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Ramirez v. Golden Queen Mining Co. (CA5 F086371, filed 5/15/24, pub. 6/11/24) Arbitration Agreement | Authenticity of Signature

By June 11, 2024June 24th, 2024Uncategorized

Carlos Ramirez filed a class action lawsuit against his former employer alleging various violations of the Labor Code and unfair competition.  The employer moved to compel arbitration.  The trial court denied the motion on the ground that the employer failed to demonstrate the existence of an executed arbitration agreement.  The employer appealed, contending it carried the initial burden of making a prima facie showing that a written arbitration agreement existed.  The employer also contended Ramirez’s statements that he did not recall being presented with or signing an arbitration agreement were insufficient to rebut its initial showing and create a factual dispute about the authenticity of a handwritten signature.

There is a split of authority among the Courts of Appeal as to what constitutes sufficient evidence to create a factual dispute about the authenticity of a handwritten signature on a document agreeing to arbitration.  (Cf. Iyere v. Wise Auto Group (2023) 87 Cal.App.5th 747, 757–758 (Iyere) with Gamboa v. Northeast Community Clinic (2021) 72 Cal.App.5th 158, 164–165 (Gamboa).)  We join Iyere in concluding that an individual is capable of recognizing his or her handwritten signature and if that individual does not deny a handwritten signature is his or her own, that person’s failure to remember signing the document does not create a factual dispute about the signature’s authenticity.  (Iyeresupra, at p. 757.)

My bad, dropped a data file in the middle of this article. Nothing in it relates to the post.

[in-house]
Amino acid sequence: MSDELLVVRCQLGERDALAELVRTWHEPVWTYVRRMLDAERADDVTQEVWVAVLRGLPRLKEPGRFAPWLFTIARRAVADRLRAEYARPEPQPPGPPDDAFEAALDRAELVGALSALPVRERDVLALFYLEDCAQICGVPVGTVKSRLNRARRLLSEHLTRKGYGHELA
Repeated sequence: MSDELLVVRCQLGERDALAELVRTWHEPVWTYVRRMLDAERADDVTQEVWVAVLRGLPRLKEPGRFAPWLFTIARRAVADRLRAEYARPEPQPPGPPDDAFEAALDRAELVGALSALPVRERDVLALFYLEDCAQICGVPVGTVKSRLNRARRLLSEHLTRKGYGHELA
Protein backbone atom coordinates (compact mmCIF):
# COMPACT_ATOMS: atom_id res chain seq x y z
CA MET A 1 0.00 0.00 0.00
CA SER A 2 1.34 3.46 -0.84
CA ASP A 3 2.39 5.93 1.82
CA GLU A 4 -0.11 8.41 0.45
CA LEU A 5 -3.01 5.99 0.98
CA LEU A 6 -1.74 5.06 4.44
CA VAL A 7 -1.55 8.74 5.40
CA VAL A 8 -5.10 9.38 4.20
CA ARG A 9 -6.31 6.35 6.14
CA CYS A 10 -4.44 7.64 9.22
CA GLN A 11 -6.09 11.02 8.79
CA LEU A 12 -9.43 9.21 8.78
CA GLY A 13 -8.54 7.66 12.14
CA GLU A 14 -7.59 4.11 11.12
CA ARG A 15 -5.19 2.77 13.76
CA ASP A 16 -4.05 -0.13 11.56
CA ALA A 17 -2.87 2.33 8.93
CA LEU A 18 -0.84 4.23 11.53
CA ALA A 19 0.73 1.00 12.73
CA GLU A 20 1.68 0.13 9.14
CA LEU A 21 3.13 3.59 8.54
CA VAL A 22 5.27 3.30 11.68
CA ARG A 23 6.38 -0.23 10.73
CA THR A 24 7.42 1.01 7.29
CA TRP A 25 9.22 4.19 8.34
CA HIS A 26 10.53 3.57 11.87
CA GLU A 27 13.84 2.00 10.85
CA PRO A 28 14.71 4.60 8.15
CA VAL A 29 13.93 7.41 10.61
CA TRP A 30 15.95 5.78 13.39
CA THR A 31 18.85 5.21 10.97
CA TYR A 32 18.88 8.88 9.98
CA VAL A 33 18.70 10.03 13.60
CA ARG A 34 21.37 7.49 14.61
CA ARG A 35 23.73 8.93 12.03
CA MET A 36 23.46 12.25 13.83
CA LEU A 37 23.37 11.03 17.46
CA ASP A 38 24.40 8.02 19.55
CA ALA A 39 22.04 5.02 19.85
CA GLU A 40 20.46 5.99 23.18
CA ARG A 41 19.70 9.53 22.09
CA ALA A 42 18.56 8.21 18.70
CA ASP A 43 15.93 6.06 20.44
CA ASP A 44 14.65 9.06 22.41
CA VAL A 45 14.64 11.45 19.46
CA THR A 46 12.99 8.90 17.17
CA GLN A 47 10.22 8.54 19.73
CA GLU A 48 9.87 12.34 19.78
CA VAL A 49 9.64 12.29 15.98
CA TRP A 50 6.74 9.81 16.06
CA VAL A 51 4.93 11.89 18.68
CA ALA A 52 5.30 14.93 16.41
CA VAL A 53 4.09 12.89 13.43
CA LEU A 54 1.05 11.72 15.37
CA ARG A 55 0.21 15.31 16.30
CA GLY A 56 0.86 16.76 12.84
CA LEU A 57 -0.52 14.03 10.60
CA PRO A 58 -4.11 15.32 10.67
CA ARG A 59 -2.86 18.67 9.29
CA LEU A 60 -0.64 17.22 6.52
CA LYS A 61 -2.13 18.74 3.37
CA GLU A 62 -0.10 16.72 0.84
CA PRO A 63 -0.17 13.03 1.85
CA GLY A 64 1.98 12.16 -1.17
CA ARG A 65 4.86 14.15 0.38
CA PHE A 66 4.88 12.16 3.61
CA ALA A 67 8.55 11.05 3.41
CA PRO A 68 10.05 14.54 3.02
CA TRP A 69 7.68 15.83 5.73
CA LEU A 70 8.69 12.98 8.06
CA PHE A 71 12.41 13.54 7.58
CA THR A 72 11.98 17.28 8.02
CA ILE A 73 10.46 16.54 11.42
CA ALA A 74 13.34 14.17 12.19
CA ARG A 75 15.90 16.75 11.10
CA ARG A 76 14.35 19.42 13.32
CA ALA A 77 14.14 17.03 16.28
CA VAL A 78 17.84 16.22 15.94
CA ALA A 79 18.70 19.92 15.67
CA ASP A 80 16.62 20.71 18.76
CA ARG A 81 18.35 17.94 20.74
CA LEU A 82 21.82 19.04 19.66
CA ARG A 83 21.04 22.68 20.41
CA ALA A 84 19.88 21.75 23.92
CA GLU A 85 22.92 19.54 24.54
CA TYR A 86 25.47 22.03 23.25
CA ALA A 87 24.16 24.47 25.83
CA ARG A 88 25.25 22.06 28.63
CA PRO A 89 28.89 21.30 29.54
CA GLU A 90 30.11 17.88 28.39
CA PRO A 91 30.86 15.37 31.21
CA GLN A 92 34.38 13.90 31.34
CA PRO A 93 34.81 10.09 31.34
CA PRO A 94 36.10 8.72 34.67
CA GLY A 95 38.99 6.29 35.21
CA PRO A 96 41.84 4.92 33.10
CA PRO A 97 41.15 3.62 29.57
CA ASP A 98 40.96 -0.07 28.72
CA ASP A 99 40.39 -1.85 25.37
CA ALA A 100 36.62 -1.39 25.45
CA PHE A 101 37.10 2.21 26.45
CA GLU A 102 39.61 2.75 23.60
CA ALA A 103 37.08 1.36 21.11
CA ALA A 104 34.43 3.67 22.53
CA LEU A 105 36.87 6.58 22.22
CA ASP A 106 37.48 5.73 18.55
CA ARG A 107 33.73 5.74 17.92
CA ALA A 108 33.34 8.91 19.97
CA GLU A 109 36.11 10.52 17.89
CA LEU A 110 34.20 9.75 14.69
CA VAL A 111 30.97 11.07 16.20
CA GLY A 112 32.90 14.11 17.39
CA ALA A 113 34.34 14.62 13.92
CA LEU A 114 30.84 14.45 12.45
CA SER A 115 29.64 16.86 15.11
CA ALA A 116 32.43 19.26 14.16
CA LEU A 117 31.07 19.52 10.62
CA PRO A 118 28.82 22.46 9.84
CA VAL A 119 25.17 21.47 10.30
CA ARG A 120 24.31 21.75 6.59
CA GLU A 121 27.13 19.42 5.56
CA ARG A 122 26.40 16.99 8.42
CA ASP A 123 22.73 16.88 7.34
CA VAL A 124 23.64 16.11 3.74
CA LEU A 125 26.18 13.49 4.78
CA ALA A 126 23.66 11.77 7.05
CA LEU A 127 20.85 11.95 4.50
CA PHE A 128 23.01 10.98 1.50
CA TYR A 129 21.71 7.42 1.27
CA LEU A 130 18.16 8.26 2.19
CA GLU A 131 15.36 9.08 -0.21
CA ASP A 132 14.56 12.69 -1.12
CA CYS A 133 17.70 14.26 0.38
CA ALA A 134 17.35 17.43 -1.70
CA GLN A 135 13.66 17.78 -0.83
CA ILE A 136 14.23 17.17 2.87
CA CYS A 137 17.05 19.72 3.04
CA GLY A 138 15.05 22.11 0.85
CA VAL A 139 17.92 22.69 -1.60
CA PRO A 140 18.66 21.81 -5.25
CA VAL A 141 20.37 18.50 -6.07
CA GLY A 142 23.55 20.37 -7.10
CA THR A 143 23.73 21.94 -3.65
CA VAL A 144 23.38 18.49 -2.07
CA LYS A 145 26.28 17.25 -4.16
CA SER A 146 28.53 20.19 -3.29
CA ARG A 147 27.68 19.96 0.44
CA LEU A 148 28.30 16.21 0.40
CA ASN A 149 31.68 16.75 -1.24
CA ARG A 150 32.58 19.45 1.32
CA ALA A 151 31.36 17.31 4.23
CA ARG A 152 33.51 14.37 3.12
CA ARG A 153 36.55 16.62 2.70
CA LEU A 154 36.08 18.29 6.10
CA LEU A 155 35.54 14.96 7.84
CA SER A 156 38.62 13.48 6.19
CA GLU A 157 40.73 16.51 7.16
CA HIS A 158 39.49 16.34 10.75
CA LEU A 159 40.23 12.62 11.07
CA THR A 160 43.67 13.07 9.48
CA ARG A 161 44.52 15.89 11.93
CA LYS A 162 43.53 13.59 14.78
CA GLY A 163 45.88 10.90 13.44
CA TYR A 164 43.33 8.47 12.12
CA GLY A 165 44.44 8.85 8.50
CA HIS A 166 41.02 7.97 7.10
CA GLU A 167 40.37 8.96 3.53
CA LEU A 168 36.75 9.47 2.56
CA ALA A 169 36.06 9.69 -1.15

Here, Ramirez’s declaration asserts he does not recall ever being presented with or signing an arbitration agreement.  The declaration, however, omits several significant facts.  First, the declaration fails to state whether Ramirez even reviewed the arbitration agreement, the related handbook acknowledgement, or any other documents purportedly signed by him and included in the employer’s moving papers.  A review of those documents, the handwritten signatures, and the handwritten initials might have improved Ramirez’s recollection.  Second, the declaration does not address whether Ramirez recalled signing the handbook acknowledgement, which is the document relied upon by the employer to show his consent to arbitration.  The acknowledgement included a bolded, underlined sentence stating he agreed to the terms of the arbitration agreement in the employee handbook.  Third, Ramirez’s declaration does not state, one way or the other, whether the handwritten signature on the handbook acknowledgement is his.  Based on these omissions, we conclude Ramirez did not rebut the employer’s initial showing that an arbitration agreement existed.

We therefore reverse the order denying the motion to compel arbitration and remand for further proceedings to address Ramirez’s unconscionability defense.